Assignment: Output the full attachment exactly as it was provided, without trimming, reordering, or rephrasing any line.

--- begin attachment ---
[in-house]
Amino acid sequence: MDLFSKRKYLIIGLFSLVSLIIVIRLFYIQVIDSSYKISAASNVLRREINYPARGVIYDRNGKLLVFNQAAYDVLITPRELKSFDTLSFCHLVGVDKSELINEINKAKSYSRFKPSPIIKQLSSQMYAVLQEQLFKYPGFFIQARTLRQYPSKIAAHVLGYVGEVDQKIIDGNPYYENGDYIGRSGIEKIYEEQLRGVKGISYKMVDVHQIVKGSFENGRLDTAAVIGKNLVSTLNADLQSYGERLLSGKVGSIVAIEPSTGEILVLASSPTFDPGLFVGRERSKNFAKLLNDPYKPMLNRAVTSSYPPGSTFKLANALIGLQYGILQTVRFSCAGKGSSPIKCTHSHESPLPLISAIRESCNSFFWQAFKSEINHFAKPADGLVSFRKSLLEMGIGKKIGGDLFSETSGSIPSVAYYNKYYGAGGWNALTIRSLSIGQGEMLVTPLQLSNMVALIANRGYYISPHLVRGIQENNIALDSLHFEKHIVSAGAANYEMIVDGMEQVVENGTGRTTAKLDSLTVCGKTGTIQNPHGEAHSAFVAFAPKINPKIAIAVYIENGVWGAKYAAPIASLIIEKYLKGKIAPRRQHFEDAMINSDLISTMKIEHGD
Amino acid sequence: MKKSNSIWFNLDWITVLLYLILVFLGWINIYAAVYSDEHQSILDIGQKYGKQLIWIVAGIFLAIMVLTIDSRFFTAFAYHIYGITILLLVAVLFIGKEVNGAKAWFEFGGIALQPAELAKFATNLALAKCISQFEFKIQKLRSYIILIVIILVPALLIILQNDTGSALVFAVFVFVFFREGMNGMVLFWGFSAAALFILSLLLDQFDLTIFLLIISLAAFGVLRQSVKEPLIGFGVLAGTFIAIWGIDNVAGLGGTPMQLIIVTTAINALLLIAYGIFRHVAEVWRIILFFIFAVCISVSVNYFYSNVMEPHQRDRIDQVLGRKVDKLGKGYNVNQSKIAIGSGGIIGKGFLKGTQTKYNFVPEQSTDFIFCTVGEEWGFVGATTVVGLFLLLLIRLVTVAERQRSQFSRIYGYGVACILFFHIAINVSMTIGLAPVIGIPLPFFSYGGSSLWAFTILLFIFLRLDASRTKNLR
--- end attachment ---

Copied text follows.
[in-house]
Amino acid sequence: MDLFSKRKYLIIGLFSLVSLIIVIRLFYIQVIDSSYKISAASNVLRREINYPARGVIYDRNGKLLVFNQAAYDVLITPRELKSFDTLSFCHLVGVDKSELINEINKAKSYSRFKPSPIIKQLSSQMYAVLQEQLFKYPGFFIQARTLRQYPSKIAAHVLGYVGEVDQKIIDGNPYYENGDYIGRSGIEKIYEEQLRGVKGISYKMVDVHQIVKGSFENGRLDTAAVIGKNLVSTLNADLQSYGERLLSGKVGSIVAIEPSTGEILVLASSPTFDPGLFVGRERSKNFAKLLNDPYKPMLNRAVTSSYPPGSTFKLANALIGLQYGILQTVRFSCAGKGSSPIKCTHSHESPLPLISAIRESCNSFFWQAFKSEINHFAKPADGLVSFRKSLLEMGIGKKIGGDLFSETSGSIPSVAYYNKYYGAGGWNALTIRSLSIGQGEMLVTPLQLSNMVALIANRGYYISPHLVRGIQENNIALDSLHFEKHIVSAGAANYEMIVDGMEQVVENGTGRTTAKLDSLTVCGKTGTIQNPHGEAHSAFVAFAPKINPKIAIAVYIENGVWGAKYAAPIASLIIEKYLKGKIAPRRQHFEDAMINSDLISTMKIEHGD
Amino acid sequence: MKKSNSIWFNLDWITVLLYLILVFLGWINIYAAVYSDEHQSILDIGQKYGKQLIWIVAGIFLAIMVLTIDSRFFTAFAYHIYGITILLLVAVLFIGKEVNGAKAWFEFGGIALQPAELAKFATNLALAKCISQFEFKIQKLRSYIILIVIILVPALLIILQNDTGSALVFAVFVFVFFREGMNGMVLFWGFSAAALFILSLLLDQFDLTIFLLIISLAAFGVLRQSVKEPLIGFGVLAGTFIAIWGIDNVAGLGGTPMQLIIVTTAINALLLIAYGIFRHVAEVWRIILFFIFAVCISVSVNYFYSNVMEPHQRDRIDQVLGRKVDKLGKGYNVNQSKIAIGSGGIIGKGFLKGTQTKYNFVPEQSTDFIFCTVGEEWGFVGATTVVGLFLLLLIRLVTVAERQRSQFSRIYGYGVACILFFHIAINVSMTIGLAPVIGIPLPFFSYGGSSLWAFTILLFIFLRLDASRTKNLR